The Library

What is Design Thinking and Why Is It So Popular? | Interaction Design Foundation

Design Thinking is an iterative process in which we seek to understand the user, challenge assumptions, and redefine problems in an attempt to identify alternative strategies and solutions that might not be instantly apparent with our initial level of understanding. At the same time, Design Thinking provides a solution-based approach to solving problems. It is a way of thinking and working as well as a collection of hands-on methods.

Design Thinking revolves around a deep interest in developing an understanding of the people for whom we’re designing the products or services. It helps us observe and develop empathy with the target user. Design Thinking helps us in the process of questioning: questioning the problem, questioning the assumptions, and implications. Design Thinking is extremely useful in tackling problems that are ill defined or unknown, by re-framing the problem in human-centric ways, creating many ideas in brainstorming sessions, and adopting a hands-on approach in prototyping and testing. Design Thinking also involves ongoing experimentation: sketching, prototyping, testing, and trying out concepts and ideas.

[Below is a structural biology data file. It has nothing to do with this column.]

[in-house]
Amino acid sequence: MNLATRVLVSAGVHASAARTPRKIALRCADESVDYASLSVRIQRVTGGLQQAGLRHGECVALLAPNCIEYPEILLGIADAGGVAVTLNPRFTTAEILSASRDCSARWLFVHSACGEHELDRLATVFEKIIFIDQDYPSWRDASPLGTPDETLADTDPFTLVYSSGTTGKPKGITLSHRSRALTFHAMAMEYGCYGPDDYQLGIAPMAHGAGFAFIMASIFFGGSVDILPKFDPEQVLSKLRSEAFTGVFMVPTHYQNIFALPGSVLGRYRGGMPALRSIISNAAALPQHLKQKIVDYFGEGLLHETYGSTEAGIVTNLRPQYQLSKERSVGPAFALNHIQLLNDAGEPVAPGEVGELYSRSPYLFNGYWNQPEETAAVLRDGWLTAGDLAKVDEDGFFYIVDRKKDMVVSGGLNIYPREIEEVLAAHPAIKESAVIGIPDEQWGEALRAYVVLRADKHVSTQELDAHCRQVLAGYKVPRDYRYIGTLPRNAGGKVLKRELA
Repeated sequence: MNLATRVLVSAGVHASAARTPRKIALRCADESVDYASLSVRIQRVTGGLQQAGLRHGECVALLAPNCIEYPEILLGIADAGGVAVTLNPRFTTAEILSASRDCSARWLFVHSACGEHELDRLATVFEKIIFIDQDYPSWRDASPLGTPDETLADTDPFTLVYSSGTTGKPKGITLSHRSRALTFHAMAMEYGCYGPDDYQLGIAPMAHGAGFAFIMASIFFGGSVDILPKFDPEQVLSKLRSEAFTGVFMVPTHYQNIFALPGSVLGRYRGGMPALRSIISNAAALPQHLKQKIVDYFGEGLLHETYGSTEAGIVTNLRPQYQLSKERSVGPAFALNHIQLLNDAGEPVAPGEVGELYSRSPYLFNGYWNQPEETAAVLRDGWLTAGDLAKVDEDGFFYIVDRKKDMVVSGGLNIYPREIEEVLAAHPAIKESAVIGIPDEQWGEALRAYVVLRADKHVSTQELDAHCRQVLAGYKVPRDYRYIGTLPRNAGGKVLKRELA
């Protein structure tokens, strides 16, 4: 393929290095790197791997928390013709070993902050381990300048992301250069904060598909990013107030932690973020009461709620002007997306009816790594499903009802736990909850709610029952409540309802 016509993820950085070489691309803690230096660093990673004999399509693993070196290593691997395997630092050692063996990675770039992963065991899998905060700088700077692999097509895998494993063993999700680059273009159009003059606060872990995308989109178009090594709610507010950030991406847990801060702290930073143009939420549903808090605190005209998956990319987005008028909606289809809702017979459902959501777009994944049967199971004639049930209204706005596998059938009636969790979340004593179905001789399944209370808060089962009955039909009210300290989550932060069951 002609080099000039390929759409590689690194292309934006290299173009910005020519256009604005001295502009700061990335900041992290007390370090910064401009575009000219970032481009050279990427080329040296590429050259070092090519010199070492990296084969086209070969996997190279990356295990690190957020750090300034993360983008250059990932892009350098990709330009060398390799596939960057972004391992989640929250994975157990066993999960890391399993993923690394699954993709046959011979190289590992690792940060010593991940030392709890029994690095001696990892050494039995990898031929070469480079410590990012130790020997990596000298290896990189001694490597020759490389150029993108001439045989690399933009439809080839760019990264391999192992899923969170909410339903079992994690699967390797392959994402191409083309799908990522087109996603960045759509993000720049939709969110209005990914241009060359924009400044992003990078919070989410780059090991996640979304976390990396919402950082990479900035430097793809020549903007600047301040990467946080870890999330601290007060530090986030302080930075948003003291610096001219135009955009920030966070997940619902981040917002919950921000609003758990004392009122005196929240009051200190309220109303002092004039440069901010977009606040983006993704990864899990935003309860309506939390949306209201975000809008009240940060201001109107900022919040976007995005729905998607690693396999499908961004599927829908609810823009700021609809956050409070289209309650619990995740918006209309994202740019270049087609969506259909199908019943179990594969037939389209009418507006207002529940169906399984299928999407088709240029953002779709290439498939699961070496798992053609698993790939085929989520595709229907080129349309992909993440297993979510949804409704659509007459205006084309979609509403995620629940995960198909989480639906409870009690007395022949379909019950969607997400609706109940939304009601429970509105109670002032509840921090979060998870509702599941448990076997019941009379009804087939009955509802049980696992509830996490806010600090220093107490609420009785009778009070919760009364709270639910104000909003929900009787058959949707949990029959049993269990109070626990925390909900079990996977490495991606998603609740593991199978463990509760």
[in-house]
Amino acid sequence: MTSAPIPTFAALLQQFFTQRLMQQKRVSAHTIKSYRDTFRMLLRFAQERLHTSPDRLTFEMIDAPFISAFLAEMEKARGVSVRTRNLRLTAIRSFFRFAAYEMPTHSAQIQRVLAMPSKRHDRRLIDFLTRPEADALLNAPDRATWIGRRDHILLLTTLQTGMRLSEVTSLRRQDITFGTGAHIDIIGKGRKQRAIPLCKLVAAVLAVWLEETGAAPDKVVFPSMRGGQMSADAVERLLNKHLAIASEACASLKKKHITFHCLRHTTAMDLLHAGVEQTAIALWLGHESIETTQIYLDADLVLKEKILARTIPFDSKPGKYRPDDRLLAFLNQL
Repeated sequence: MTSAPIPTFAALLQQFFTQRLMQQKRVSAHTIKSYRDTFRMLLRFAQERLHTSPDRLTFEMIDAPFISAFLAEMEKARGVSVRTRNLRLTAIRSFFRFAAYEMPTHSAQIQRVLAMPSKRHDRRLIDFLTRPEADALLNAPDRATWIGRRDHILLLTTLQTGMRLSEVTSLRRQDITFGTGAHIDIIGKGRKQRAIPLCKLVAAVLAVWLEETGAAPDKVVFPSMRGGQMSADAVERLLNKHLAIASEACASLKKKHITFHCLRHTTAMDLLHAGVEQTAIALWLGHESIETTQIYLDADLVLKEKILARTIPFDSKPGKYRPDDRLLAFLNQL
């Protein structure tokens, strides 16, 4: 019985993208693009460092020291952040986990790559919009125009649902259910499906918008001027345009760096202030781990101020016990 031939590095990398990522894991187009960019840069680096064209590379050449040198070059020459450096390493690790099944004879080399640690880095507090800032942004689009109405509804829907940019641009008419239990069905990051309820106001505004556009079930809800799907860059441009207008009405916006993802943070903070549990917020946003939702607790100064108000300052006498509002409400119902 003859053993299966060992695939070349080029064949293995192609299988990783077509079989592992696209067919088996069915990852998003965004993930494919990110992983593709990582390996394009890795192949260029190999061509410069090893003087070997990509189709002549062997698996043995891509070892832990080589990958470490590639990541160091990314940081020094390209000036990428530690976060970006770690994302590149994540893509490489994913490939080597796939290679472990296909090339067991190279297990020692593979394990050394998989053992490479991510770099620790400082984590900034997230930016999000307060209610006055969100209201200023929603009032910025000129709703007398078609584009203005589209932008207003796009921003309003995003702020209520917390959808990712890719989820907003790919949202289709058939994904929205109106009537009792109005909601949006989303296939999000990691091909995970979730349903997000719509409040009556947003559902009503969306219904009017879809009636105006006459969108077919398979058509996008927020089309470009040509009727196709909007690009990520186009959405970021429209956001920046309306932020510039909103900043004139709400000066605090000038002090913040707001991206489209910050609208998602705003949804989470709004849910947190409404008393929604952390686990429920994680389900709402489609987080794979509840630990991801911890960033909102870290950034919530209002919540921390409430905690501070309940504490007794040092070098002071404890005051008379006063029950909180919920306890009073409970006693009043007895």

Source: What is Design Thinking and Why Is It So Popular? | Interaction Design Foundation

The Library

Design Mock-Ups Need Dynamic Content: Tools and Plugins – Smashing Magazine

Nothing is perfect on the web, so our mock-ups shouldn’t pretend otherwise. Some helpful tools and plugins for using dynamic content in our deliverables.

Source: Design Mock-Ups Need Dynamic Content: Tools and Plugins – Smashing Magazine

In practice, mock-ups usually represent a perfect experience in a perfect context with perfect data which doesn’t really exist. A good example for it are “optimal” usernames which are perfectly short, fit on a single line on mobile and wrap nicely, or perfect photography that allows for perfectly legible text overlays. It’s not realistic. We need to work with dynamic content in our prototypes, with both average and extremes being represented.

We need to craft future-proof experiences, too. What if your interface design would need to be translated into other languages?